Substance use among adolescents continues to be highly prevalent in the US. Likewise, many adolescents engage in sexual behaviors that place them at elevated risk for HIV and other sexually transmitted infections. Screening, brief intervention, and referral to treatment (SBIRT) is a promising approach for integrating substance use services into healthcare settings. School-based health centers (SBHCs) are a rapidly expanding model of healthcare delivery offering health services far beyond those of the traditional school health office. Implementing SBIRT in SBHCs could have major public health benefits, but research is needed to identify the most effective way to deliver SBIRT for adolescents in these settings. Two approaches for SBIRT that are particularly promising in their practicality, scalability, and sustainability are nurse practitioner-delivered brief intervention ad computer-delivered brief intervention. We propose to conduct a randomized controlled trial to determine the comparative clinical effectiveness and cost-effectiveness of these two approaches in reducing marijuana use, alcohol use, and sex risk behaviors. The study will be conducted in SBHCs embedded within two public high schools in Baltimore, Maryland. SBHC patients ages 14-18, inclusive, will be screened for eligibility by research staff with the CRAFFT, a brief substance misuse screening instrument recommended by the American Academy of Pediatrics. The study will enroll 300 male and female adolescents who report risky marijuana or alcohol use. Participants will be randomly assigned to receive a nurse practitioner-delivered brief intervention (NBI) consisting of brief motivational advice as part of their medical visit, ora promising interactive computer-delivered brief intervention (CBI) based on motivational interviewing. Both intervention conditions will include HIV risk reduction content tailored based on individual risk factors, and both conditions will include a referral pathway for additional substance abuse assessment and possible treatment by specialized substance abuse treatment staff. Research assessments will be conducted at baseline and at 3- and 6-month follow-up, and will gather self-reported data on substance use and sexual risk behaviors. A focused economic analysis will compare the NBI and CBI conditions with respect to their incremental cost-effectiveness for selected primary behavioral outcomes and for quality-adjusted life years (QALYs). A qualitative process evaluation will examine adolescent participants'and SBHC staff members'perspectives on the competing BI strategies. This study has the potential for significant public health impact because it could identify the most effective SBIRT model for addressing adolescent substance use and HIV risk behaviors, both of which can have major health repercussions in the near-term and over the lifespan. The study is highly innovative in its focus on SBHCs, a rapidly expanding healthcare model that is uniquely suited to maximize the impact and reach of SBIRT for adolescents. It will be the largest randomized trial of SBIRT in US high schools, the first study of SBIRT in SBHCs, and the first study of SBIRT for adolescents in any setting to include an economic analysis.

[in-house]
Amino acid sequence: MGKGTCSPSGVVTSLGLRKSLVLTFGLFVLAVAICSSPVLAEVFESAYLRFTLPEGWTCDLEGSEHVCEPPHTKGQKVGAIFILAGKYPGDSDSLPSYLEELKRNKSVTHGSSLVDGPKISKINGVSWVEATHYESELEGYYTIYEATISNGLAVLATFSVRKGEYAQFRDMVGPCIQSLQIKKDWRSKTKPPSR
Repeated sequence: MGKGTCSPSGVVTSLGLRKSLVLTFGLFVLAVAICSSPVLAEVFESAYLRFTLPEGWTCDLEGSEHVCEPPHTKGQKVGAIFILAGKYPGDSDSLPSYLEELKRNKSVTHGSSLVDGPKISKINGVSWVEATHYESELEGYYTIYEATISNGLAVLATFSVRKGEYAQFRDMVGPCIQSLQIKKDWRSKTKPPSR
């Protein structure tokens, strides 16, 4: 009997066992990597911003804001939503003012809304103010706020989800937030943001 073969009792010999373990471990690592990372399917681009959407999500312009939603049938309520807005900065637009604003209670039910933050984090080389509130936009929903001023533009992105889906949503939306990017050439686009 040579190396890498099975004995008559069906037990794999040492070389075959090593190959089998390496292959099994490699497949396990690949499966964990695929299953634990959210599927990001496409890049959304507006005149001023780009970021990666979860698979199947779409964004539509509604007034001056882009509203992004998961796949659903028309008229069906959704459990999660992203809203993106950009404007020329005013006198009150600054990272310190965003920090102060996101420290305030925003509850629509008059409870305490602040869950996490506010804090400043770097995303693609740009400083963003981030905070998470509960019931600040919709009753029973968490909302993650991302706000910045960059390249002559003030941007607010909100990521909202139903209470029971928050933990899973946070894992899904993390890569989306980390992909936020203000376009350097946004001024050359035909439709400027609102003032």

The proposed study is significant because the high rates of substance misuse and sexual risk behaviors among adolescents in the US are an ongoing public health crisis with severe long-term ramifications. Screening, Brief Intervention, and Referral-to-Treatment (SBIRT) is a promising model for integrating substance use services into healthcare settings, and is recommended by the American Academy of Pediatrics. School-based health centers are a rapidly expanding model for adolescent medicine that are well-suited for SBIRT, but research is needed to determine the optimal strategies for SBIRT in these settings. Two approaches that are promising in terms of practicality, scalability, and sustainability are nurse practitioner- delivered brief intervention and computer-delivered brief intervention. The proposed study will compare the clinical effectiveness and cost-effectiveness of these competing approaches in a rigorous randomized controlled trial. This proposal is innovative because it will be (1) the largest randomized controlled trial to date examining SBIRT in US high schools;(2) the first randomized controlled trial of SBIRT conducted in school-based health centers;and (3) the first study of SBIRT for adolescents in any setting to include a cost-effectiveness analysis. The public health impact of the study is potentially very high because it will provide decision-makers with actionable information about the comparative clinical effectiveness and cost-effectiveness of two competing models of school-based SBIRT that are both viable candidates for widespread adoption. The findings could spur the expansion of SBIRT services in school-based health centers throughout the United States.